22 Oct 2017

Riparian planting wisdom to be scientifically tested

9:41 pm on 22 October 2017

For decades farmers and community groups have planted trees and other plants alongside rivers to improve waterways, but the extent of riparian buffers and whether they're working is still not known.

Water New Zealand wants more council cooperation with iwi.

Water New Zealand wants more council cooperation with iwi. Photo: Wikicommons

NIWA and Dairy NZ now want anyone who has planted along stream banks to formally record their work, to form a new national riparian database.

Riparian buffers are made up of plants which filter out sediment and faecal pathogens from waterways, stabilise stream banks and enhance biodiversity.

In the Upper Hutt suburb of Silverstream, a local group meets monthly and has planted ten of thousands of trees and shrubs.

Group member Sue Miller said the planting began in 1996 when the only original lowland bush in the area had become overgrown.

They were fortunate enough to get backing from their regional council.

"From other people's comments at various meetings, not everyone's council is as good."

NIWA freshwater ecologist Dr Richard Storey said the aim of the database was to provide a picture of planting that's been undertaken, and how much was being spent on doing it.

"We often refer to the fact that there's enormous investment in riparian planting around the country.

"But we have no way of quantifying that, so we'd really like to be able to ... say this is the total amount of investment that New Zealanders are making. I think the results would quite be surprising to everyone."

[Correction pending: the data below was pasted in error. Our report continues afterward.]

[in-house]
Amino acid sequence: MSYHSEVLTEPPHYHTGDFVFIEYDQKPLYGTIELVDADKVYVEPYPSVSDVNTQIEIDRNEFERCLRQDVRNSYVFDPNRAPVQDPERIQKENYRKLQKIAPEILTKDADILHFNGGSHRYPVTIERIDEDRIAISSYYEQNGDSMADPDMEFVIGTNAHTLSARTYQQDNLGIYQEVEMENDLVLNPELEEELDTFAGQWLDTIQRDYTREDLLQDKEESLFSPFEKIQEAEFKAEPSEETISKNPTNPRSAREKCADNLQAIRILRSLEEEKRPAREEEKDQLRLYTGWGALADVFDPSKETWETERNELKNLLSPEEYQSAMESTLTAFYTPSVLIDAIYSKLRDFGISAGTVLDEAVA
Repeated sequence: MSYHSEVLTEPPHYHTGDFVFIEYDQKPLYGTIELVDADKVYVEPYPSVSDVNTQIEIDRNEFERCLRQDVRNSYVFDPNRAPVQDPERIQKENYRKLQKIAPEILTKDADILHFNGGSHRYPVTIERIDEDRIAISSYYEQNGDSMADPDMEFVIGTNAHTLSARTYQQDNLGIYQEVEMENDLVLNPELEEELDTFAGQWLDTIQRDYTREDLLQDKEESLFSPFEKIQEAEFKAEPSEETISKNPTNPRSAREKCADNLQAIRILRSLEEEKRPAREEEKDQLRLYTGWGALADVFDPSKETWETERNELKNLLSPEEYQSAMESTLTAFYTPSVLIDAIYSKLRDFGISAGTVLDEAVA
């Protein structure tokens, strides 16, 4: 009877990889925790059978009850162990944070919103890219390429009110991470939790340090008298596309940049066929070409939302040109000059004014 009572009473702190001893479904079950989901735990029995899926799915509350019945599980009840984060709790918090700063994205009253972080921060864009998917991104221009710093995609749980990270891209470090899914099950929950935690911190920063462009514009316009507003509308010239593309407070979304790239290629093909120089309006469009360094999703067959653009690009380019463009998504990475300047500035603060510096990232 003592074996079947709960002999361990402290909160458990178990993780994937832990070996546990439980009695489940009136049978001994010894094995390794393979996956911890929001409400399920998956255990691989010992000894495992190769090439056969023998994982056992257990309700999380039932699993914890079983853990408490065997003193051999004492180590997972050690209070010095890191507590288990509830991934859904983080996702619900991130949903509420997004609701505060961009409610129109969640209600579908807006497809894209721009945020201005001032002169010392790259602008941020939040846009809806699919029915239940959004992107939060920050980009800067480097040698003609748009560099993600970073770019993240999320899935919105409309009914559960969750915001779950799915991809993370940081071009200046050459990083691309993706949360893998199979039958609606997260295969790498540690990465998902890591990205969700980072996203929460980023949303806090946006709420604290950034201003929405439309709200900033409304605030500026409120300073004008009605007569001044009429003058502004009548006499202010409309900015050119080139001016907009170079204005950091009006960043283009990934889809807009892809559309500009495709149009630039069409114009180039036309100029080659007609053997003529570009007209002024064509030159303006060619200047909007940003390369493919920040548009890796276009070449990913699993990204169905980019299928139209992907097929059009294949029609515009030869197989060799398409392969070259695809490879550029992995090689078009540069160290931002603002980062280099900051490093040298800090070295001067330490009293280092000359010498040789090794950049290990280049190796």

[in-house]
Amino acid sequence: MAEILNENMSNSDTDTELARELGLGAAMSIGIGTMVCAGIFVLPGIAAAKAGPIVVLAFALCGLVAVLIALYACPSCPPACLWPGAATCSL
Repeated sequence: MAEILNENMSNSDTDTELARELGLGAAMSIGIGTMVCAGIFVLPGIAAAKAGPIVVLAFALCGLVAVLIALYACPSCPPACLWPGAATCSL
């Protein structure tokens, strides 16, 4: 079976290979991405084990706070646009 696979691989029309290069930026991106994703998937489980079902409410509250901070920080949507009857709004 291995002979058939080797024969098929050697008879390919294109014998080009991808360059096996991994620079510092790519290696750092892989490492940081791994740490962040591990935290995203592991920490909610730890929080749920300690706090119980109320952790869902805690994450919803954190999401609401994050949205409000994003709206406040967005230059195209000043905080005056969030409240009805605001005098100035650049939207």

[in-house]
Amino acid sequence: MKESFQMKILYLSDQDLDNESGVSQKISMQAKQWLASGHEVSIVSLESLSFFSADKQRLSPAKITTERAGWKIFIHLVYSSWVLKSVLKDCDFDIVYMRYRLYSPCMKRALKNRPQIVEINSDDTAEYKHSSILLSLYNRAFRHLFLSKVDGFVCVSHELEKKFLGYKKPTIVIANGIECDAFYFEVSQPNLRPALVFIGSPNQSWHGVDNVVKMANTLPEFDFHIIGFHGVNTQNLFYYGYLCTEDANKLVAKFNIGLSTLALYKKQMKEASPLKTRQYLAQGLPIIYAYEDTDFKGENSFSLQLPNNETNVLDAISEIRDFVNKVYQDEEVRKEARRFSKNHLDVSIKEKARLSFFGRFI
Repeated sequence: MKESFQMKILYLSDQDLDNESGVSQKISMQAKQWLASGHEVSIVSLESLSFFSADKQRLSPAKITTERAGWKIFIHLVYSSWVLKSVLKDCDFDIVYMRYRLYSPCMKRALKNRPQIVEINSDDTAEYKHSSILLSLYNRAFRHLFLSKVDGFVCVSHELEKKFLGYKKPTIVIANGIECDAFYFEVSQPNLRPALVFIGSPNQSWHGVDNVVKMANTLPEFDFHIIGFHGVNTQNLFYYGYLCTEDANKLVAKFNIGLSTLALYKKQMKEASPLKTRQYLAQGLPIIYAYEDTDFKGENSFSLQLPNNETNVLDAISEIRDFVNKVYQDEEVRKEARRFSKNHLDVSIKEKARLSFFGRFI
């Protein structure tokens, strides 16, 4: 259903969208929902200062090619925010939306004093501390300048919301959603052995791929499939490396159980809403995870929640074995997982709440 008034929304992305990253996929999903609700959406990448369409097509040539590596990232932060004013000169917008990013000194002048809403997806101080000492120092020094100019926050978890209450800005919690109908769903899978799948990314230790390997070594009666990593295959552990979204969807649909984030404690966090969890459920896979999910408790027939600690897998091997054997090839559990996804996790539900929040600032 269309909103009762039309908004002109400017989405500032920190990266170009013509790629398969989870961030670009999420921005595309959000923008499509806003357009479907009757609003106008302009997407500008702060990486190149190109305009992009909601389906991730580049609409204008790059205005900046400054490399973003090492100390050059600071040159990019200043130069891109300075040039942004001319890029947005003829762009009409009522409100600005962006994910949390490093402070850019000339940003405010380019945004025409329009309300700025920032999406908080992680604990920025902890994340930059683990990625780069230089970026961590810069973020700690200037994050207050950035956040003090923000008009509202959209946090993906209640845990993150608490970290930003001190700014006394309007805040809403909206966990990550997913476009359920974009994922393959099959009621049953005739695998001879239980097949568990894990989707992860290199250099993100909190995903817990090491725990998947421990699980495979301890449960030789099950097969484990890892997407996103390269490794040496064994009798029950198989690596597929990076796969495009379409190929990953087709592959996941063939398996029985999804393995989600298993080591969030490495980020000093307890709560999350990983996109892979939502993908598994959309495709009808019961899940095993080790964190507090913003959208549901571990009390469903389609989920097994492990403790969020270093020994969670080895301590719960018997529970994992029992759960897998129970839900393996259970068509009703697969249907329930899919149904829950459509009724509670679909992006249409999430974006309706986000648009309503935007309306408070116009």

They're hoping to hear from those who have planted over a period of decades, given it can take a number of years to see the full results.

Ms Miller said her group had done its own research, and worked on a trial and error basis.

But collating data could be a challenge.

Her group was quite small in number and didn't have the resources or IT skills to fill out forms for a database, she said

Massey University senior lecturer in ecology Mike Joy said the reason there was so little data was a lack of rules on monitoring.

"The only requirements for reporting were around have you done it or not - not about does it work or not."

Dr Joy said data from the dairy industry was not entirely reliable, as a stream had to be a certain size to be considered a waterway for planting.

"The research is showing about 75 percent of the problems in our waterways come from those smaller streams that aren't included."

Get the new RNZ app

for ad-free news and current affairs